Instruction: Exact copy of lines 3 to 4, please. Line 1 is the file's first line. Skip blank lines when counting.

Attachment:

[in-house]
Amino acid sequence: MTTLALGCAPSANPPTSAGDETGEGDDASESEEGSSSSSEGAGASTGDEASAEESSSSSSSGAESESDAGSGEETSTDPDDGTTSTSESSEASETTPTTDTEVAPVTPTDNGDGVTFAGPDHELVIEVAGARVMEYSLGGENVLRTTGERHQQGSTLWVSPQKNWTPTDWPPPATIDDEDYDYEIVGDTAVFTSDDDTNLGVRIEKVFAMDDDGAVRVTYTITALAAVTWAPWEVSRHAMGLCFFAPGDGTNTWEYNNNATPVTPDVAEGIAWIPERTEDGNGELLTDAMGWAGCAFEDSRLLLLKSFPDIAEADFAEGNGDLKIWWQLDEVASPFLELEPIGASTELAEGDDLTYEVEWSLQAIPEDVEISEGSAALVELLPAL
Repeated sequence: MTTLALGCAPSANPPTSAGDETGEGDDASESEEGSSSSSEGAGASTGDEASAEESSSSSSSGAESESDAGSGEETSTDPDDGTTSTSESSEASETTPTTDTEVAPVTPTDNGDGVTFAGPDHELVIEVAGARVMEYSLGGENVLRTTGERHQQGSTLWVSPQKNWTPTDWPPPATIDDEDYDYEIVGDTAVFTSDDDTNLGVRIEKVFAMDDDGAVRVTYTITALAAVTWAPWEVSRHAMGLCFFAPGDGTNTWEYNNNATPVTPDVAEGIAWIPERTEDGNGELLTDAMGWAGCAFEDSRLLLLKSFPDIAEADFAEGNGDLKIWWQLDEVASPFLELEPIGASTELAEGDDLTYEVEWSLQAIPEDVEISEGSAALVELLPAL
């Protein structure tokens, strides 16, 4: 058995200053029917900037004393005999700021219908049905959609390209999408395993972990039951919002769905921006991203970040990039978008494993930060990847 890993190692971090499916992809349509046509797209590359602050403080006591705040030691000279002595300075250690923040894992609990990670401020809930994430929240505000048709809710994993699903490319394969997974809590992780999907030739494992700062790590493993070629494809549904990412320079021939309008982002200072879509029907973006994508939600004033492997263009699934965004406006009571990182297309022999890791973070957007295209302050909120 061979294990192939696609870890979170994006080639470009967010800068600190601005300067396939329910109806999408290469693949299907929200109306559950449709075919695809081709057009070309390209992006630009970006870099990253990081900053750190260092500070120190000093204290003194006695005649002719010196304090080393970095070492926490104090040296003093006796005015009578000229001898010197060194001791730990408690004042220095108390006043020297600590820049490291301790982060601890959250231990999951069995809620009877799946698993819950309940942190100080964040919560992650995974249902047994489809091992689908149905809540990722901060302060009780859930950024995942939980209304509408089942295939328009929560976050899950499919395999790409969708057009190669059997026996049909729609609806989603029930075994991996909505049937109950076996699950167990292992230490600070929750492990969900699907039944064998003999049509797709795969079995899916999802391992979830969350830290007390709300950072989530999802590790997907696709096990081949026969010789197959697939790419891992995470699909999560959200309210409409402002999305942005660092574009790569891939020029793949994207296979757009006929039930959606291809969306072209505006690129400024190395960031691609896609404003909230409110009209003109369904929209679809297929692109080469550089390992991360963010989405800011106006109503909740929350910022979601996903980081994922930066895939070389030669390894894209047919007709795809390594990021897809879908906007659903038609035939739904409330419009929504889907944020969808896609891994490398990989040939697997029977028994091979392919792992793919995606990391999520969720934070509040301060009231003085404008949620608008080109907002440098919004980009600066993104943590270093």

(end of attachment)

Repeated sequence: MTTLALGCAPSANPPTSAGDETGEGDDASESEEGSSSSSEGAGASTGDEASAEESSSSSSSGAESESDAGSGEETSTDPDDGTTSTSESSEASETTPTTDTEVAPVTPTDNGDGVTFAGPDHELVIEVAGARVMEYSLGGENVLRTTGERHQQGSTLWVSPQKNWTPTDWPPPATIDDEDYDYEIVGDTAVFTSDDDTNLGVRIEKVFAMDDDGAVRVTYTITALAAVTWAPWEVSRHAMGLCFFAPGDGTNTWEYNNNATPVTPDVAEGIAWIPERTEDGNGELLTDAMGWAGCAFEDSRLLLLKSFPDIAEADFAEGNGDLKIWWQLDEVASPFLELEPIGASTELAEGDDLTYEVEWSLQAIPEDVEISEGSAALVELLPAL
């Protein structure tokens, strides 16, 4: 058995200053029917900037004393005999700021219908049905959609390209999408395993972990039951919002769905921006991203970040990039978008494993930060990847 890993190692971090499916992809349509046509797209590359602050403080006591705040030691000279002595300075250690923040894992609990990670401020809930994430929240505000048709809710994993699903490319394969997974809590992780999907030739494992700062790590493993070629494809549904990412320079021939309008982002200072879509029907973006994508939600004033492997263009699934965004406006009571990182297309022999890791973070957007295209302050909120 061979294990192939696609870890979170994006080639470009967010800068600190601005300067396939329910109806999408290469693949299907929200109306559950449709075919695809081709057009070309390209992006630009970006870099990253990081900053750190260092500070120190000093204290003194006695005649002719010196304090080393970095070492926490104090040296003093006796005015009578000229001898010197060194001791730990408690004042220095108390006043020297600590820049490291301790982060601890959250231990999951069995809620009877799946698993819950309940942190100080964040919560992650995974249902047994489809091992689908149905809540990722901060302060009780859930950024995942939980209304509408089942295939328009929560976050899950499919395999790409969708057009190669059997026996049909729609609806989603029930075994991996909505049937109950076996699950167990292992230490600070929750492990969900699907039944064998003999049509797709795969079995899916999802391992979830969350830290007390709300950072989530999802590790997907696709096990081949026969010789197959697939790419891992995470699909999560959200309210409409402002999305942005660092574009790569891939020029793949994207296979757009006929039930959606291809969306072209505006690129400024190395960031691609896609404003909230409110009209003109369904929209679809297929692109080469550089390992991360963010989405800011106006109503909740929350910022979601996903980081994922930066895939070389030669390894894209047919007709795809390594990021897809879908906007659903038609035939739904409330419009929504889907944020969808896609891994490398990989040939697997029977028994091979392919792992793919995606990391999520969720934070509040301060009231003085404008949620608008080109907002440098919004980009600066993104943590270093």